Washington Governor Jay Inslee isn’t taking the pill.
Last week Inslee signaled he would go ahead with a low-carbon fuel standard for the state, which would have triggered a legislative “poison pill” — a concession to Republican lawmakers — to eliminate billions in funds for transit and street safety initiatives.
It was a Faustian bargain that put some transit and safe streets advocates at odds. But Tom Fucoloro at Seattle Bike Blog reports that Inslee found another way.
Inslee announced Tuesday that he’s going a different direction on reducing carbon emissions. Rather than a clean fuels standard (already in place in Oregon and California), he’s going to develop a regulatory carbon cap. Though it would not be a complete cap-and-trade system (that would take an act of law, not just executive action), it “would force a significant reduction in air pollution,” according to an official statement.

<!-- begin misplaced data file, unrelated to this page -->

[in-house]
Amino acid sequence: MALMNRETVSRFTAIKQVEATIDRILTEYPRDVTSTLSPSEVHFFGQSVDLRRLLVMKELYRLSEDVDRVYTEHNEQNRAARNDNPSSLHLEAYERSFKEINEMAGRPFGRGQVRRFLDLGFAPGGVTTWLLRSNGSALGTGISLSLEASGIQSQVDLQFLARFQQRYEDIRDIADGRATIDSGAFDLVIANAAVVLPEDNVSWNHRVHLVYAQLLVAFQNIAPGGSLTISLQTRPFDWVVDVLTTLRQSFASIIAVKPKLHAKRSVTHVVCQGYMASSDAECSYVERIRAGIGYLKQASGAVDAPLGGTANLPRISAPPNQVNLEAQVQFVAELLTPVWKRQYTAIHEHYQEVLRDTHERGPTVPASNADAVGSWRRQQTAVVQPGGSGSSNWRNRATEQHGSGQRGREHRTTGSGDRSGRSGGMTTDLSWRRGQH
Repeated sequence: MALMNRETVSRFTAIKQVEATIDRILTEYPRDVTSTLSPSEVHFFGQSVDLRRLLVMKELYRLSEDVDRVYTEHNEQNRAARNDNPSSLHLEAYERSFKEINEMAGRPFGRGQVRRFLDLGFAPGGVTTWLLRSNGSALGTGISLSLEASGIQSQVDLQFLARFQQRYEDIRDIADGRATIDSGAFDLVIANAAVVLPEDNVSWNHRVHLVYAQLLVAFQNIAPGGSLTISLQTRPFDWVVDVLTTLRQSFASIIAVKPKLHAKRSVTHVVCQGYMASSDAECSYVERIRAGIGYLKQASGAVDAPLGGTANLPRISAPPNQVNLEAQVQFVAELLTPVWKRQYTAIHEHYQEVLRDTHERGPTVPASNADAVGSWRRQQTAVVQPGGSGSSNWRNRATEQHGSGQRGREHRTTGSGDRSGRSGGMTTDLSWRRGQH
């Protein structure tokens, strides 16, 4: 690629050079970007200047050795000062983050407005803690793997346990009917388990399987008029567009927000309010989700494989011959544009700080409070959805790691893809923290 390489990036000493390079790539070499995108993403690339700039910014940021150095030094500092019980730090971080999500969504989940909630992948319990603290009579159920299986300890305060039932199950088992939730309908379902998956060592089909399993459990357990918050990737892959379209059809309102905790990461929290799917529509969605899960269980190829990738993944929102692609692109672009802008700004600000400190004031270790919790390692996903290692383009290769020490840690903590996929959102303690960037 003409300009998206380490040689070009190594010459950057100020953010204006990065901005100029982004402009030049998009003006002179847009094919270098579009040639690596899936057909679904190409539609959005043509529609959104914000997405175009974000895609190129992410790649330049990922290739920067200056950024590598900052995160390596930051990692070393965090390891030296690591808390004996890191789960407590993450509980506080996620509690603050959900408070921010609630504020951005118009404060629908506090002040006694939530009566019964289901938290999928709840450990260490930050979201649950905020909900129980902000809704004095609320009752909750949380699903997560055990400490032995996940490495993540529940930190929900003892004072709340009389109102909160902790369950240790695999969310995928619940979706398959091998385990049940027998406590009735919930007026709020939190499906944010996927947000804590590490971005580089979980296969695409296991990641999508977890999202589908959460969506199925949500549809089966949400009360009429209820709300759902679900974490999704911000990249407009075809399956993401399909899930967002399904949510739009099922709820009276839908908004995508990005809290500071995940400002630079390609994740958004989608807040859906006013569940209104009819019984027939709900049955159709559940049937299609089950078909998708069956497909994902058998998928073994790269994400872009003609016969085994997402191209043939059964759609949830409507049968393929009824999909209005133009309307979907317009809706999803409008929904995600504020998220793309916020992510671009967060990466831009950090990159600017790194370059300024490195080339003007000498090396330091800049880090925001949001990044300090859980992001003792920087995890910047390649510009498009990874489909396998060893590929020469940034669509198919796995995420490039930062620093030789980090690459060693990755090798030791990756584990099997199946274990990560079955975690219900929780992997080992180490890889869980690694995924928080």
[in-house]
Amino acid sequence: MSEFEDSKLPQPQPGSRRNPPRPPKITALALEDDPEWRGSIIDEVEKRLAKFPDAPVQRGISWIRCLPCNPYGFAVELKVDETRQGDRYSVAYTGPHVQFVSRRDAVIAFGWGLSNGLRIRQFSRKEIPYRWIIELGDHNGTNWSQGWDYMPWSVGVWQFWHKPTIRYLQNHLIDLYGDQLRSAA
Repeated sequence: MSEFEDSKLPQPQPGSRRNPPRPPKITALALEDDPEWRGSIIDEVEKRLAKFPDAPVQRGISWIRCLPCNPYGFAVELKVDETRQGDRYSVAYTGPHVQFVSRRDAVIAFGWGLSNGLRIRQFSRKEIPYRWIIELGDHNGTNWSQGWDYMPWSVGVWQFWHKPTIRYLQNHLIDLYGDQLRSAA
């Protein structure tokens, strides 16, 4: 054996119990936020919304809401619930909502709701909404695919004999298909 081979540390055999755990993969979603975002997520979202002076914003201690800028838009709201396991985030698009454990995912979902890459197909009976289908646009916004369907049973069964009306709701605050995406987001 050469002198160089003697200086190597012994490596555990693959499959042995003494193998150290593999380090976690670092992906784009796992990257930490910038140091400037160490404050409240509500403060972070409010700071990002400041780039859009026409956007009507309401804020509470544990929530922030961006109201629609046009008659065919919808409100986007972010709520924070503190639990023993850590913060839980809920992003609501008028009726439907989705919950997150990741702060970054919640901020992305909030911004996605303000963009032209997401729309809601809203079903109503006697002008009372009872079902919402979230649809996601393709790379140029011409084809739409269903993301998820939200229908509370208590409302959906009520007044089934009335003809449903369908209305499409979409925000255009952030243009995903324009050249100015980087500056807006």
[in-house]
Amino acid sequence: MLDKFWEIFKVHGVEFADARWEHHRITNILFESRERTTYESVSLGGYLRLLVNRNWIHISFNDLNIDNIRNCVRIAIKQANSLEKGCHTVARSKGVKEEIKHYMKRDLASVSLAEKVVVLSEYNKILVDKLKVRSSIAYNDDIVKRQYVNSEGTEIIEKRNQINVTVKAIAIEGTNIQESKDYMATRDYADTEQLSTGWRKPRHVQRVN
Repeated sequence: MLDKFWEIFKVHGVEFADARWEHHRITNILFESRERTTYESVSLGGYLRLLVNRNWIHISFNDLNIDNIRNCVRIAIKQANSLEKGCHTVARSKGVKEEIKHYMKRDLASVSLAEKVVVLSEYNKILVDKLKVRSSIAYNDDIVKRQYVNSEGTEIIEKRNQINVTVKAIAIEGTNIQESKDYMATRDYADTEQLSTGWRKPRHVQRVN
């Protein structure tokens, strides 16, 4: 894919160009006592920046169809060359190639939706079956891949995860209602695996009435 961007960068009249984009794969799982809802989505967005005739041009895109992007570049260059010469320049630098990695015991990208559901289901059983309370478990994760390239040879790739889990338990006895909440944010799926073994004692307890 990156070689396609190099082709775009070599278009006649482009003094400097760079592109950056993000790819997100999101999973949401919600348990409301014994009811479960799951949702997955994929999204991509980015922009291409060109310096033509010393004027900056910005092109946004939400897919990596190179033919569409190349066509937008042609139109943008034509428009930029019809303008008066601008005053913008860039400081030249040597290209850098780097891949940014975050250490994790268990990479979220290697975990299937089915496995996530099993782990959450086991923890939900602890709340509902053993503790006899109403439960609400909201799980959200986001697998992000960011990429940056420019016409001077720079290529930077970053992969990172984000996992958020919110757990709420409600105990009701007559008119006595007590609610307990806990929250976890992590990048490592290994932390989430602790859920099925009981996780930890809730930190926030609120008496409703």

“In talking about the terrible choice the Senate imposed on the people of Washington — clean air or buses and safe sidewalks — I heard broad agreement that we need both clean transportation and clean air,” Inslee said in the press release. “I appreciate the commitment I heard from many to work with me to ensure our state meets its statutory carbon reduction limits.”
Also on the Network today, Greater Greater Washington finds that empty bike-share stations don’t necessarily mean long waits.